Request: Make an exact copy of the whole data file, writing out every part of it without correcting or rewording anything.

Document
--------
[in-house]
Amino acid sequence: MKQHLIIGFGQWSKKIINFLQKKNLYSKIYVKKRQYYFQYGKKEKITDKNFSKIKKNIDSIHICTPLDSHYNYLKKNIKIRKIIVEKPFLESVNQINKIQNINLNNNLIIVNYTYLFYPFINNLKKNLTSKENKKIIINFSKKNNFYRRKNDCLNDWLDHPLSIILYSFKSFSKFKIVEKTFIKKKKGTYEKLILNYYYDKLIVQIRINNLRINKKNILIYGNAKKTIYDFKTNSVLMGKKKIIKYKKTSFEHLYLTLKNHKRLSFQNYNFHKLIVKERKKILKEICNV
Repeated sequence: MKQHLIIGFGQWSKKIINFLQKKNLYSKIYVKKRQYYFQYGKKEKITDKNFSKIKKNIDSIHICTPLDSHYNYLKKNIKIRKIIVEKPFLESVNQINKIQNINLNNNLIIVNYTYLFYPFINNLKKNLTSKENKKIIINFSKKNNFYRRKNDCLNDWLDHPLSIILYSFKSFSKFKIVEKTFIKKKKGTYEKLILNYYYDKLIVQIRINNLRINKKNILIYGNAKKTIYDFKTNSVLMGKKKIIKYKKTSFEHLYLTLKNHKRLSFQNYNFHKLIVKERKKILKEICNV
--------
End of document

[in-house]
Amino acid sequence: MKQHLIIGFGQWSKKIINFLQKKNLYSKIYVKKRQYYFQYGKKEKITDKNFSKIKKNIDSIHICTPLDSHYNYLKKNIKIRKIIVEKPFLESVNQINKIQNINLNNNLIIVNYTYLFYPFINNLKKNLTSKENKKIIINFSKKNNFYRRKNDCLNDWLDHPLSIILYSFKSFSKFKIVEKTFIKKKKGTYEKLILNYYYDKLIVQIRINNLRINKKNILIYGNAKKTIYDFKTNSVLMGKKKIIKYKKTSFEHLYLTLKNHKRLSFQNYNFHKLIVKERKKILKEICNV
Repeated sequence: MKQHLIIGFGQWSKKIINFLQKKNLYSKIYVKKRQYYFQYGKKEKITDKNFSKIKKNIDSIHICTPLDSHYNYLKKNIKIRKIIVEKPFLESVNQINKIQNINLNNNLIIVNYTYLFYPFINNLKKNLTSKENKKIIINFSKKNNFYRRKNDCLNDWLDHPLSIILYSFKSFSKFKIVEKTFIKKKKGTYEKLILNYYYDKLIVQIRINNLRINKKNILIYGNAKKTIYDFKTNSVLMGKKKIIKYKKTSFEHLYLTLKNHKRLSFQNYNFHKLIVKERKKILKEICNV